Thanksgiving Leftovers: Beyond Turkey Sandwiches

by Jane Wangersky | November 28th, 2014 | Cooking Basics

leftover turkey (400x400)Now that Thanksgiving is over, it’s officially turkey sandwich time in the U.S. In fact, I read about one family that put bread and mayonnaise on the dinner table at Thanksgiving, because sandwiches were their favorite way to eat turkey, so why not go straight to it?

But even a small turkey is enough for more sandwiches than your family’s likely to want, so what do you do with the rest of the meat? And then there are the side dishes. Well, here are some uses you may not have thought of.

All-in-one gravy loaf lets you use up turkey and gravy without seeming like a replay of Thanksgiving dinner. There are several good recipes for this cooked turkey meat loaf — one is here. You could try substituting leftover stuffing, or even extra stuffing you’ve bought or made, for the bread crumbs, but reduce or leave out the salt, pepper, and poultry seasoning if you do, especially with commercial stuffing.

If you don’t have leftover gravy, just make more. Use the turkey neck and/or bones, simmered in a lot of water for a couple of hours, to make stock for a base. If you don’t have it, just use instant or canned chicken broth. But it’s worth it going to the effort of making your own stock, which puts you only a few minutes away from having gravy. The second simplest way to use leftover turkey is just heating it in gravy and serving over rice or bread. If there are leftover mashed potatoes, see here for some of my earlier advice on turning them into a turkey pie.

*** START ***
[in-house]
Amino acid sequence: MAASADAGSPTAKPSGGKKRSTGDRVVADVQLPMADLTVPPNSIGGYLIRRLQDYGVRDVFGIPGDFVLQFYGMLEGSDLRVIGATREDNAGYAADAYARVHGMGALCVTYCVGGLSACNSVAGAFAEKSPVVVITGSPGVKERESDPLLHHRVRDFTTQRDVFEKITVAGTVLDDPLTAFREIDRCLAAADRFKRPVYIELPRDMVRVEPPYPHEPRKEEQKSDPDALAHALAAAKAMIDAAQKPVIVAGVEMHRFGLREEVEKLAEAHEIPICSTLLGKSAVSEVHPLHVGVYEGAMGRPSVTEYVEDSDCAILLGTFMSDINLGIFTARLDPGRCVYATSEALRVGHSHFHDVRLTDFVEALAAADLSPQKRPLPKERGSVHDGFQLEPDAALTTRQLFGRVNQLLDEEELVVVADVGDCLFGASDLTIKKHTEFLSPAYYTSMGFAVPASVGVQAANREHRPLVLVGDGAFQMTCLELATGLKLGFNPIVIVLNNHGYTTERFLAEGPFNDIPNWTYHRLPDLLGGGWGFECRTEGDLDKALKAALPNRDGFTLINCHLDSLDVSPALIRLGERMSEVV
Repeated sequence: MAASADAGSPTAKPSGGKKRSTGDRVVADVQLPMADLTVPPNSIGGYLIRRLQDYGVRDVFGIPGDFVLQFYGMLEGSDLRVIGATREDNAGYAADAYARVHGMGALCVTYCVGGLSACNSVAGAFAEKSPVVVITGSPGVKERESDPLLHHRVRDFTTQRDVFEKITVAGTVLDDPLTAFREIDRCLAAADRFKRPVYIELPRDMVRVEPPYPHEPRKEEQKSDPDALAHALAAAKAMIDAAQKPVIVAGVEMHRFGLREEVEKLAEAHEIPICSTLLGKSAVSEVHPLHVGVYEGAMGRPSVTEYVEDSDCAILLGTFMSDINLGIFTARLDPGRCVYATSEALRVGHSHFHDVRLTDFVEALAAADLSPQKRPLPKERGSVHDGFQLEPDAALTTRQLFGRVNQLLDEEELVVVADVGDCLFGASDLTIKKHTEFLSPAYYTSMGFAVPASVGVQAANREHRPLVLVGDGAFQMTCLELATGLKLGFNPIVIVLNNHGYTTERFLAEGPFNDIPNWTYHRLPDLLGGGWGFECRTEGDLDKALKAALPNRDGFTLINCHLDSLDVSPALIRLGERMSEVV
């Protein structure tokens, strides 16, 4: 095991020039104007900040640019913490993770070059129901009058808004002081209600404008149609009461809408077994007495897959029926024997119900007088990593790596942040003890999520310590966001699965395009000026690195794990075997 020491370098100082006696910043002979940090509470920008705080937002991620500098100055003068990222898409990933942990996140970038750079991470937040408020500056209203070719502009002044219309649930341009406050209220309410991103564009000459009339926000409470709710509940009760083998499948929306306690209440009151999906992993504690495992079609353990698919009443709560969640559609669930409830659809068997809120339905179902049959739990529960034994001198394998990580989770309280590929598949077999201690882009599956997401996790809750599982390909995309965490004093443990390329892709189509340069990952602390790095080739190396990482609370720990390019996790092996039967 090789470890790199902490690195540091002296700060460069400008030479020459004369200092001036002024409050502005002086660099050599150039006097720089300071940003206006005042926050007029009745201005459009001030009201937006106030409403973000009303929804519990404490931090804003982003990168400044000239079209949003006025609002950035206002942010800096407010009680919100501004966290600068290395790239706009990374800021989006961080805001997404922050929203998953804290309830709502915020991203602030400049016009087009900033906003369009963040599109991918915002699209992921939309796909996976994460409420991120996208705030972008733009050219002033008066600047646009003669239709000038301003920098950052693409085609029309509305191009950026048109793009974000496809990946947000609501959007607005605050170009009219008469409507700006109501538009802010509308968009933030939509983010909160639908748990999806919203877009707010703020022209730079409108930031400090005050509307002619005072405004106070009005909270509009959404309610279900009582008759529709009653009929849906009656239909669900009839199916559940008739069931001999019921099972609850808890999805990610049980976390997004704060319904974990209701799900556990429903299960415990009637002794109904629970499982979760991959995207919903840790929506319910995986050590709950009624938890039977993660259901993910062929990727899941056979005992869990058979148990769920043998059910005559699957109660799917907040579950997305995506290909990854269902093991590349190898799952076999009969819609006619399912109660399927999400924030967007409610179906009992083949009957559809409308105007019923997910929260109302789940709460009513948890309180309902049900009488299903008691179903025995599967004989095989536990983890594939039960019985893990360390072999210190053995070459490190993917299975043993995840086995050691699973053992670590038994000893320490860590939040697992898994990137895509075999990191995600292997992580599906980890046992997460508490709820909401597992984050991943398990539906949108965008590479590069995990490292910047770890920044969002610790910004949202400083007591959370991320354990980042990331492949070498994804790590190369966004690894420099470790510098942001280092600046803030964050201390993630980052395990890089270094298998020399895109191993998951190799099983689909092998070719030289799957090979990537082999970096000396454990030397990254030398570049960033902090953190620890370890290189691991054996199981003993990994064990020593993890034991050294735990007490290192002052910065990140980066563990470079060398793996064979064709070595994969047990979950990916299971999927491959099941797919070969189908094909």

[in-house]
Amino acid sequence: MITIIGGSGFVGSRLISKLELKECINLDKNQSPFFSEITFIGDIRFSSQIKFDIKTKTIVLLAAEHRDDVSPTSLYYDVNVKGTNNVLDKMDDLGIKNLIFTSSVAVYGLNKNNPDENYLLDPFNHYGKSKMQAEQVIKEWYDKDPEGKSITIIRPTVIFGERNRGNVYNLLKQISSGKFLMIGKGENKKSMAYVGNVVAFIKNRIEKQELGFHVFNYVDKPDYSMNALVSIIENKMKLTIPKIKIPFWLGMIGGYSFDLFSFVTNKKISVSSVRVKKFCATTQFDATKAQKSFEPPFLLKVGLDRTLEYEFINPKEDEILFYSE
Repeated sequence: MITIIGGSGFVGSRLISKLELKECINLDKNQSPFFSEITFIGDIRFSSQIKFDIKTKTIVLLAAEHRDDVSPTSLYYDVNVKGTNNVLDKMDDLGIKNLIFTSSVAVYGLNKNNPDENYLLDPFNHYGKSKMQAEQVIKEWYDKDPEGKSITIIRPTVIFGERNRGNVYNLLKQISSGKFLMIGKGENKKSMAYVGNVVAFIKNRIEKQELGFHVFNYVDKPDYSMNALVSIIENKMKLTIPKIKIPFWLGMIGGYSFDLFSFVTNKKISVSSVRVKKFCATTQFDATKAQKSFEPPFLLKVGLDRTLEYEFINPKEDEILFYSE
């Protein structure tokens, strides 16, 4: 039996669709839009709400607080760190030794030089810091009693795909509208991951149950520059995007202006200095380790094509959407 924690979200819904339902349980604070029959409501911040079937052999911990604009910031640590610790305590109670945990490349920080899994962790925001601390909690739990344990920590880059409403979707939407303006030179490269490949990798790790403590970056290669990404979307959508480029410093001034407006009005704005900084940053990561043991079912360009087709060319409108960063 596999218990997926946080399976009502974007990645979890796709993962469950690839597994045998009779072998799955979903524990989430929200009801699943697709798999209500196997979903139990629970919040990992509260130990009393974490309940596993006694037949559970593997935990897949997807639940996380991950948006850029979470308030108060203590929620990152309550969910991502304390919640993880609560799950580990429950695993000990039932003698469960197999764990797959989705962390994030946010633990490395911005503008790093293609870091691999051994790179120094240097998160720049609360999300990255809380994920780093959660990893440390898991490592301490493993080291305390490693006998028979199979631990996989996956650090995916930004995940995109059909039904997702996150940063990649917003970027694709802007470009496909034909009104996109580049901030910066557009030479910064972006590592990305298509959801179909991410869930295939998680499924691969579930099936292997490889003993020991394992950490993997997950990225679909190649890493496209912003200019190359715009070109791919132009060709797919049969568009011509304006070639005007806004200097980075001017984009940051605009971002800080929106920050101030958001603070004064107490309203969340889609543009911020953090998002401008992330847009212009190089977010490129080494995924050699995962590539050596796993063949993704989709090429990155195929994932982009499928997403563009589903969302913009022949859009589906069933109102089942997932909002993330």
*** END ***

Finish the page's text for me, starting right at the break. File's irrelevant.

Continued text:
You can also mix mashed potatoes with eggs — one egg to every two cups — and grated cheese, and bake in well-greased muffin tins till they brown. To make them puff up more, separate the eggs first and whip the whites. Hmm, I need to write about how to do that soon . . . Sweet potatoes would work in this too, but obviously leave out the cheese.

With leftover cranberry sauce or relish, you have to think outside the box. Ask if anyone wants some in their turkey sandwich; some people like that. Try some on your cereal in the morning, or in recipes that call for a little jam or pie filling.

When all else fails, there are freezer bags. Home freezers are really something to be thankful for; they save us from eating leftover turkey for weeks straight.

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